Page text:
Amy Stern (bigbrotherreads) wrote,
Amy Stern

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As if he had never seen the world from up so high before.

Finnikin of the Rock came out yesterday. Today was a snow day, which is good, because I read straight through until I finished it at 8 AM this morning.

Here are five nonspoilery and five spoilery reactions to the book, with the note that this is all day-after-first-read first-impression stuff, and doesn't get into a lot of the things that I thought were the biggest issues of the text:

1. The writing is gorgeous, and the book is impossible to put down. When penmage told me that, I figured she meant it makes more sense to read it all at once, not that once you pick it up you can't make yourself stop reading. That is why I was up until 8 AM.

2. This is a big departure for Melina Marchetta: high fantasy instead of realism or magical realism; third person instead of first; male protagonist instead of female. I was pleased to see, though, that even though a lot of the main characters are male, this is not a story lacking strong female characters. And the fantasy is rooted in reality, the way all really good fantasy is. The world doesn't make perfect sense to me the way the Jellicoe one did, but I don't think it was supposed to.

3. This is a dark book. This is a really, really, really dark book, and as much as I loved it I am not entirely sure I'd recommend it to nearly as many people as I tried to push Jellicoe on. This is the story of an idyllic kingdom which is destroyed and cursed, and the book doesn't pull any punches. People are killed. People are enslaved. People are raped. Like Jellicoe, this is a story about ultimately finding a way back to a better path, but while Jellicoe was more emotionally wrenching, this book is more viscerally violent.

4. I've only read the first book in the Attolia series, but this reminded me of it a lot, and reminded me I want to read more of that series. I liked this better than I'd liked The Thief, actually, but I fully own that is largely because I am predisposed to like anything by Melina Marchetta, and this made me want to go back to read the Megan Whalen Turner books, so... good job? :D?

5. I'm back to wanting to decorate my walls with quotes from Melina Marchetta novels. As I was reading, I was remembering pages to go back and look at when I had time to go slowly, rather than devour the story.

6. Going back to #3 for a sec- this is such a brutal book. The description of what people do to the slaves- that's going to stay with me. I feel like this is the book I intend to hold up whenever people say that young adult books are less sophisticated. There's no graphic rape, and very little graphic description of the slavery, but there's just enough said- and more than enough implied- to make it really terrible. The narrative said so much that when there was something characters didn't want to think about because of the sheer horror, it hit home a lot. When characters who share a lot find things unspeakable, it says a hell of a lot more than when the narrative just artfully dodges.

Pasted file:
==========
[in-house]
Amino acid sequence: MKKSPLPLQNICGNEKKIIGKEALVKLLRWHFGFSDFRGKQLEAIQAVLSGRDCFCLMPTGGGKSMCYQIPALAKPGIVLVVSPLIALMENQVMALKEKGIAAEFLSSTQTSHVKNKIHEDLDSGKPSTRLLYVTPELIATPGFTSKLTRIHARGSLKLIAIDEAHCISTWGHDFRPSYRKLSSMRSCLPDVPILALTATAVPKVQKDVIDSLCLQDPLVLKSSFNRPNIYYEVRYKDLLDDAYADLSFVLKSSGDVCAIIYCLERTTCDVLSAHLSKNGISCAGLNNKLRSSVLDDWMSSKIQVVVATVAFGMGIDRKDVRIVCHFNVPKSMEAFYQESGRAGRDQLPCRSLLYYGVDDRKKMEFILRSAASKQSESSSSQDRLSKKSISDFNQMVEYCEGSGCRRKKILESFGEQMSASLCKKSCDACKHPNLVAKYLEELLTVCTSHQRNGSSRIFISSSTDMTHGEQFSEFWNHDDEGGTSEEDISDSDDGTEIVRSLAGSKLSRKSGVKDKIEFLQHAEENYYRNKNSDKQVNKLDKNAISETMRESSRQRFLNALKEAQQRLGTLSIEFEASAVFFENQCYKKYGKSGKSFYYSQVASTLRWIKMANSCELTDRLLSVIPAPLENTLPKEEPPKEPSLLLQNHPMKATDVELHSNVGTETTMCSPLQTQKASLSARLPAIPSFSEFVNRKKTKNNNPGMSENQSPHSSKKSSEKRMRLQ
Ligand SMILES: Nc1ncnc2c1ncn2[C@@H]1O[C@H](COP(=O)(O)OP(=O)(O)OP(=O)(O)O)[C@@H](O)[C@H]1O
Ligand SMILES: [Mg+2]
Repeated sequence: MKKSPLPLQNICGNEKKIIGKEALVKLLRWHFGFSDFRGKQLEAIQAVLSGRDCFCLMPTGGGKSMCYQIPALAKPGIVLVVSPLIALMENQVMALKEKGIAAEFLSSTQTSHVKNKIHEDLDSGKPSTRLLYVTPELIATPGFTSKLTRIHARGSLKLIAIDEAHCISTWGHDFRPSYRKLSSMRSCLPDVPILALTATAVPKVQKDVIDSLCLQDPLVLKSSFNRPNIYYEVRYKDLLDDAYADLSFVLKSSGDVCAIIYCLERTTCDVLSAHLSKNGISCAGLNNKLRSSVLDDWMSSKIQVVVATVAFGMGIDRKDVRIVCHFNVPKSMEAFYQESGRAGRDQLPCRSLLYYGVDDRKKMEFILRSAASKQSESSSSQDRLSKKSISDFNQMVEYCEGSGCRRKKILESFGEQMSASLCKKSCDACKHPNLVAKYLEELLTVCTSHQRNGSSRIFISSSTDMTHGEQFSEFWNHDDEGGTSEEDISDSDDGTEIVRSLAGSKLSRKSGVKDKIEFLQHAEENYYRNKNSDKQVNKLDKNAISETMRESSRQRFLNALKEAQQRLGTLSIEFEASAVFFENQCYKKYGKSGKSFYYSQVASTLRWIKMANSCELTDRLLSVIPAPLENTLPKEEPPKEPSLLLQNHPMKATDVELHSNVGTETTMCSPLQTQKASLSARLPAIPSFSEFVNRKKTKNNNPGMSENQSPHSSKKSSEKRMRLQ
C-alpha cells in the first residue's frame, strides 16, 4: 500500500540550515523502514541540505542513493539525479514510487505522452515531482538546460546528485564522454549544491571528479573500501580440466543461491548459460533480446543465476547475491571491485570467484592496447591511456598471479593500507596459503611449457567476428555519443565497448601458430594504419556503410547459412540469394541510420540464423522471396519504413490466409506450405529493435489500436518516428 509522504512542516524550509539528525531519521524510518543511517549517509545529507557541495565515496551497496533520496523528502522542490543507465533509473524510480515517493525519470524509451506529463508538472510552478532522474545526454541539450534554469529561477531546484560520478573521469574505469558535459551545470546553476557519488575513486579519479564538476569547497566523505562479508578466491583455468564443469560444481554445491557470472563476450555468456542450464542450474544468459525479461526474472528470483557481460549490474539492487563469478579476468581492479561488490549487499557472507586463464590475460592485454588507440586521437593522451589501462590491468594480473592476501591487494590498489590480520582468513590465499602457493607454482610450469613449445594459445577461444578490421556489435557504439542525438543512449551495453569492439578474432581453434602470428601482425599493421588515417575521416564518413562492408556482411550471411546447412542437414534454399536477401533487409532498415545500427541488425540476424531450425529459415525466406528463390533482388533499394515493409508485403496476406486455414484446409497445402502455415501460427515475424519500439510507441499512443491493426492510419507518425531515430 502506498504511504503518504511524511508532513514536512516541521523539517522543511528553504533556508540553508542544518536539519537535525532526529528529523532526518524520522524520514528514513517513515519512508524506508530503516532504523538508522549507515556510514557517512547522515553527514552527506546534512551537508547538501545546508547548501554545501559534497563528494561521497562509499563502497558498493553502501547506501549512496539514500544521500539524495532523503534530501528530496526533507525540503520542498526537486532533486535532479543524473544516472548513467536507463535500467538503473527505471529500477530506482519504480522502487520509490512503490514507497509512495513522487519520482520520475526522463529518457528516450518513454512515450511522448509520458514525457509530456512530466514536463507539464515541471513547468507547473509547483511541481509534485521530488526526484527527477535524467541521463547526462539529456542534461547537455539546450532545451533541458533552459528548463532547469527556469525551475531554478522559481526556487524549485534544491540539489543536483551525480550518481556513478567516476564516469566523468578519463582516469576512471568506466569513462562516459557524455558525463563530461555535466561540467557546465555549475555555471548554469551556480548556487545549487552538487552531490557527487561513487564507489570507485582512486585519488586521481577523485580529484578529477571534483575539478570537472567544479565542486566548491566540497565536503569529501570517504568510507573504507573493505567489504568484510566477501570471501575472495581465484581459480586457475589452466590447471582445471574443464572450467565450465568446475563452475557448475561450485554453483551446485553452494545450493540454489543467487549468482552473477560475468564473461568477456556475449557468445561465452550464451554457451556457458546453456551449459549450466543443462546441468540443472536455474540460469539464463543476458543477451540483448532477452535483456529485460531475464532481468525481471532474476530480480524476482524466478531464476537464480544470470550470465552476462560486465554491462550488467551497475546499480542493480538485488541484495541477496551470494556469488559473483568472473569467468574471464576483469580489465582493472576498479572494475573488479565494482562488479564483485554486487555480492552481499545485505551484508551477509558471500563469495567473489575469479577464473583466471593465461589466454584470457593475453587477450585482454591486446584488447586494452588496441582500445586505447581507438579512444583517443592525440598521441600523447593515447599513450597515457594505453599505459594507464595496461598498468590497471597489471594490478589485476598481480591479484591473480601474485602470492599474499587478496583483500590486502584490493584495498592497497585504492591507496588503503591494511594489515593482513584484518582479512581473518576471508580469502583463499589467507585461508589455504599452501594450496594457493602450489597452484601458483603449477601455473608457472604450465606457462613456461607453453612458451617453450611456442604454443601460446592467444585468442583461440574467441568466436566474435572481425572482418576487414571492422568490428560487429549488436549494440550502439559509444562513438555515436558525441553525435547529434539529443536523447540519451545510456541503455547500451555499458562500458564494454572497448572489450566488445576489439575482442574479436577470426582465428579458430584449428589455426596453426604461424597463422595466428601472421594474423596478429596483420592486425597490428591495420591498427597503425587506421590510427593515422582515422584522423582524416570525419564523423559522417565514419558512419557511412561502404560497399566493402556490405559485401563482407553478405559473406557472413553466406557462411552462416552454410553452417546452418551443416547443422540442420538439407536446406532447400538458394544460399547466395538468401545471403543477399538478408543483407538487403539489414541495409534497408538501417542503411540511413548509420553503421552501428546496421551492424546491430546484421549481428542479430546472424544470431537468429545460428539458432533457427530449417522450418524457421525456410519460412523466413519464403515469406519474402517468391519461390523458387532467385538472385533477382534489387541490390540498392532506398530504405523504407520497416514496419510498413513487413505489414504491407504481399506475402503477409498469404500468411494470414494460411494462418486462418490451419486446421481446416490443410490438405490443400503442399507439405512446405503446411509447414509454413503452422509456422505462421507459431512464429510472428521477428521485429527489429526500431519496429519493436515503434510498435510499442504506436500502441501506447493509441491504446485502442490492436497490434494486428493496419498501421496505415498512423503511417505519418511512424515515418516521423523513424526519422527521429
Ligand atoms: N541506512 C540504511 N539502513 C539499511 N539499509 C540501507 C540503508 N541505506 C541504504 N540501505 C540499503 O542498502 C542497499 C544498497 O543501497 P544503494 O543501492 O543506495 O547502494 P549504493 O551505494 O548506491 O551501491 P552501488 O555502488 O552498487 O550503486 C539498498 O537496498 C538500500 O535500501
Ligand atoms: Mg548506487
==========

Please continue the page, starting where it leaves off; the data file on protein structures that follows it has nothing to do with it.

7. I loved that they were the Five Days of the Unspeakable. It tied back to what Isaboe said: the people lost their voice, and with it they were losing their culture. Finnikin was trying to keep track of the dead, and Isaboe was helping them live. (I took a course in the Unspeakable at grad school, and today I appear to be pondering that entire course through the lens of this book. Have I mentioned I love when books make me think a lot? Because I do.)

8. Finnikin was a pretty good character. He's not up there with my favorite Marchetta characters, but I liked him enough. And Isaboe is a wonderful character, and from the second she showed up I was enthralled. As much as this is ostensibly Finnikin's quest story, to me it felt more like Isaboe's story told through the eyes of Finnikin. Part of me was irritated by the amount of male characters driving the narrative, but it's Isaboe who's at the center, and that made it okay. I love everything about her so much. Playing with the boys from the time she was little, figuring out how to get her entire country back together, GETTING her country back together. All the little details- she's the character I want to be when I grow up. At the end, with the realization that she was making herself bleed so she could rescue her people- I love her. I love her a LOT.

9. I figured out a lot of the twists here much earlier than the plot reveals, but I think that was kind of the point. Evanjalin being Isaboe occurred to me from near the beginning, and nothing contradicted it- er, obviously- but it wasn't one of those plot things where people had to be stupid to not pick it up, because most people did pick it up. Finnikin was blind with grief over his friend and wanted to believe Balthazaar was out there so much that he missed what was right in front of him, and plenty of people who realized who she was respected her wishes not to be identified. And that's why it hit me so hard when there was the realization that no, Balthazaar was really dead. I didn't realize how much hope Finnikin had put into that until it was crushed. And it wasn't til then that I realized how much I was actually invested in Finnikin's happiness. :D

10. The book is a roller coaster, with all the terrible fates and all the hopes and the ways they clash. Balthazaar really is dead. The royal family really was brutalized in every conceivable way and then murdered. But there are seeds of hope: the novices hidden in the two Cloisters, Finnikin throwing his dagger to end Seranonna's pain, everything about Isaboe. Somehow, the hope makes the brutality more harsh, but the brutality makes the hope stronger.

I cannot think of a better use of my snow day than drowning in this book.
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